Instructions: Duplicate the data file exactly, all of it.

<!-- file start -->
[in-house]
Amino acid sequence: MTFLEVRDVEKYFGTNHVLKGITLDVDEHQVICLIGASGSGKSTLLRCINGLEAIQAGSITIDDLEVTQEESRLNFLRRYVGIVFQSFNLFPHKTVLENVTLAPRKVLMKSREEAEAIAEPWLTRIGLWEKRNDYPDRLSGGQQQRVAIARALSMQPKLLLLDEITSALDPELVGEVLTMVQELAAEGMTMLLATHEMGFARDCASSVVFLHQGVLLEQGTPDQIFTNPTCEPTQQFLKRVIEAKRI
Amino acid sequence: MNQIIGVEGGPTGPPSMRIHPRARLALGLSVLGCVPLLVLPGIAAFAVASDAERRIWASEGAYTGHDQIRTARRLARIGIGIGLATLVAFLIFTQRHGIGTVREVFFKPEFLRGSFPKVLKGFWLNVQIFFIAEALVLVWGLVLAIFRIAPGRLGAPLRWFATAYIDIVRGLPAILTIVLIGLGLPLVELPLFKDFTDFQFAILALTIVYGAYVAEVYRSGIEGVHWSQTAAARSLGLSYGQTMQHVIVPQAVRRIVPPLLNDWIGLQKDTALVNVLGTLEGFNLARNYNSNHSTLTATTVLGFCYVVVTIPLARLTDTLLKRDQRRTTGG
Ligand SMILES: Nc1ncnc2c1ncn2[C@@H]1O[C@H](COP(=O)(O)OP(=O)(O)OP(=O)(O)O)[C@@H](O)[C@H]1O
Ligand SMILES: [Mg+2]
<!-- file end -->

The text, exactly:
[in-house]
Amino acid sequence: MTFLEVRDVEKYFGTNHVLKGITLDVDEHQVICLIGASGSGKSTLLRCINGLEAIQAGSITIDDLEVTQEESRLNFLRRYVGIVFQSFNLFPHKTVLENVTLAPRKVLMKSREEAEAIAEPWLTRIGLWEKRNDYPDRLSGGQQQRVAIARALSMQPKLLLLDEITSALDPELVGEVLTMVQELAAEGMTMLLATHEMGFARDCASSVVFLHQGVLLEQGTPDQIFTNPTCEPTQQFLKRVIEAKRI
Amino acid sequence: MNQIIGVEGGPTGPPSMRIHPRARLALGLSVLGCVPLLVLPGIAAFAVASDAERRIWASEGAYTGHDQIRTARRLARIGIGIGLATLVAFLIFTQRHGIGTVREVFFKPEFLRGSFPKVLKGFWLNVQIFFIAEALVLVWGLVLAIFRIAPGRLGAPLRWFATAYIDIVRGLPAILTIVLIGLGLPLVELPLFKDFTDFQFAILALTIVYGAYVAEVYRSGIEGVHWSQTAAARSLGLSYGQTMQHVIVPQAVRRIVPPLLNDWIGLQKDTALVNVLGTLEGFNLARNYNSNHSTLTATTVLGFCYVVVTIPLARLTDTLLKRDQRRTTGG
Ligand SMILES: Nc1ncnc2c1ncn2[C@@H]1O[C@H](COP(=O)(O)OP(=O)(O)OP(=O)(O)O)[C@@H](O)[C@H]1O
Ligand SMILES: [Mg+2]